Bankruptcy Rules in Canada

Canadian Bankruptcy Rules Explained

What are the Bankruptcy Rules in Canada?Under the BIA (the Bankruptcy and Insolvency Act) there are specific Bankruptcy Rules that are laid out for Canadian bankrupts.

You should know about these rules when you consider bankruptcy.

Bankruptcy is not always the best choice for some debtors because there are other bankruptcy rules that they could take advantage of such as filing a consumer proposal.

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As the statistics show, consumer proposals are becoming more and more popular.

If you are considering filing bankruptcy you should be aware of the rules in the Bankruptcy and Insolvency Act that will impact you the most.

These rules could impact your decision about whether to file bankruptcy or make a consumer proposal.

Important Insolvency Rules

* When you go bankrupt, you will be required to provide your trustee with a list of all of your liabilities (debt) and assets and provide proof of your income.

One of the bankruptcy rules dictates that the more you earn the more you have to pay when you go bankrupt so your income can impact the cost of your bankruptcy.

* The length of your bankruptcy will also be increased by 12 months if you have surplus income (excess income over a limit set by the government).

* You will not lose everything because Canadian bankruptcy rules include a list of exempt property that a bankrupt can keep when filing bankruptcy so they can have a fresh start.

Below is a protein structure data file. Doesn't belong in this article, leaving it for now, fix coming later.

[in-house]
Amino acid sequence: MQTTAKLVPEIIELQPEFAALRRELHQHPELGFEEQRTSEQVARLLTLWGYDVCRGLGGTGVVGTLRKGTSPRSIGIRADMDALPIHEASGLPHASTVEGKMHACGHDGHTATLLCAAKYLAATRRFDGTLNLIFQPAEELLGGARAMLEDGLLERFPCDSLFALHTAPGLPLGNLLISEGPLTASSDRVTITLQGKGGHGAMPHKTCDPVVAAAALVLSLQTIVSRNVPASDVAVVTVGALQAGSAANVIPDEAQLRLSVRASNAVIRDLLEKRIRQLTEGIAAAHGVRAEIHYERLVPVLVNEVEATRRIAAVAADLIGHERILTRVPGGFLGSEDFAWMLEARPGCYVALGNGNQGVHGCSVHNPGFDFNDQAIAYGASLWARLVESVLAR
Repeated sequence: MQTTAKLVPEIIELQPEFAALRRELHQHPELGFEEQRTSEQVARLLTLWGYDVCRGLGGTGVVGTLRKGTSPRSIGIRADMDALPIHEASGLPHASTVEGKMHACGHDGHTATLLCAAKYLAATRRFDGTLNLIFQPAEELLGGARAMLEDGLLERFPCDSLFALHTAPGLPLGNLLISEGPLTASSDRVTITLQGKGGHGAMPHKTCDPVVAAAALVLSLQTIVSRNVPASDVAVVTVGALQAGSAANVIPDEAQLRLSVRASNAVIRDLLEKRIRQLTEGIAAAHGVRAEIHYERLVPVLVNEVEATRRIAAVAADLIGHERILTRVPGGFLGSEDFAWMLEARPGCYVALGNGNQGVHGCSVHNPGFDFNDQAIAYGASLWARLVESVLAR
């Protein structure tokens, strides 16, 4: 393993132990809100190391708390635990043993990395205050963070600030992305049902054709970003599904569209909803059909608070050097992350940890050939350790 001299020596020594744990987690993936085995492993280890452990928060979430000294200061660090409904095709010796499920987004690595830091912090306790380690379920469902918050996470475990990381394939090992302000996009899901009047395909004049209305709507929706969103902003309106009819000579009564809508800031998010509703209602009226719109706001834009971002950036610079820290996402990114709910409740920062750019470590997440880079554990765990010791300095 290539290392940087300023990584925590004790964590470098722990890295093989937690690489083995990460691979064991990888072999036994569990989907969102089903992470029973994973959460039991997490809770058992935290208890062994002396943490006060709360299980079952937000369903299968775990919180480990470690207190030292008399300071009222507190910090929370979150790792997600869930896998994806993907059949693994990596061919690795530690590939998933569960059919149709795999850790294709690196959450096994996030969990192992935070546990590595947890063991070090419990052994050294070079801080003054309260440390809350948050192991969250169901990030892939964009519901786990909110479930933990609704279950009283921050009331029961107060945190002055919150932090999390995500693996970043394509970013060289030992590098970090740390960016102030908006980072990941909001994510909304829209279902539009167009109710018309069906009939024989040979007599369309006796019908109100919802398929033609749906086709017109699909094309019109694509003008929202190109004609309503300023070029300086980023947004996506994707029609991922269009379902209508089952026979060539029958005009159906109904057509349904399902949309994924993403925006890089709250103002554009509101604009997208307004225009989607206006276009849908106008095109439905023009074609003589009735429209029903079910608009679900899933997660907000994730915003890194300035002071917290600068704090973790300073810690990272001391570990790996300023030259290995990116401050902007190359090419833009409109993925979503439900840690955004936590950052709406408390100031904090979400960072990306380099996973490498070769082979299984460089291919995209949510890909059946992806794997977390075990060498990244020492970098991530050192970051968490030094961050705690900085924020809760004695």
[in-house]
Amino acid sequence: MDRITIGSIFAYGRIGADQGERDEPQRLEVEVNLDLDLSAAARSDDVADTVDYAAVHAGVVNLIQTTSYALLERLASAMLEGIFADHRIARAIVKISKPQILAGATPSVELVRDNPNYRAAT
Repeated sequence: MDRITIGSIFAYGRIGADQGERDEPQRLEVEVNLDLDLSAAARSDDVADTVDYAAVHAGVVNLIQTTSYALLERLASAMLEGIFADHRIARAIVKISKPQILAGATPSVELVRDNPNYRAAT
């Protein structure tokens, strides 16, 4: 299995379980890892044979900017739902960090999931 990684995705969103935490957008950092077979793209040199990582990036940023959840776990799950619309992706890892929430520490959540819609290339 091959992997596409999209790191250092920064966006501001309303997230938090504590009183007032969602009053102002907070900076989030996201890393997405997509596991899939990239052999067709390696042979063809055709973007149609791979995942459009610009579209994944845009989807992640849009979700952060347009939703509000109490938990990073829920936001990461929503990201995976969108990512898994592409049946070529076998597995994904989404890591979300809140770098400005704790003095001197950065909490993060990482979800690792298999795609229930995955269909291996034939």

* Bankruptcy can only eliminate your student loan debt if you have been out of school for at least 7 years (under certain conditions this can be reduced to 5 years) while if you file a consumer proposal, you can restructure your student loan debt in a proposal at any time.

* Your bankruptcy trustee will file your tax returns for you for the year of your bankruptcy and you will lose any GST credits or tax refunds you are entitled to.

* You won’t be able to include secured debts in bankruptcy although you will be able to keep all of your secured assets if you continue to make the payments, or you can choose to surrender the secured asset to your trustee to be released from the payments.

* Your secured lenders won’t be able to seize your secured assets if you file bankruptcy if you continue to make the payments as agreed.

* If you are filing a consumer proposal you must not have debts of more than $250,000 (not including the mortgage debt on your principal residence).

A special kind of proposal is available if you have debts greater than $250,000.

How Can I Learn More About the Canadian Bankruptcy Rules?

If you would like to learn more about the Canadian bankruptcy rules please don’t hesitate to contact one of Bankruptcy Canada’s Licensed Insolvency Trustees to get answers to all of your questions and to discuss the bankruptcy rules in Canada.

Need Help Reviewing Your Financial Situation?
Contact a Licensed Trustee for a Free Debt Relief Evaluation

Call 877-879-4770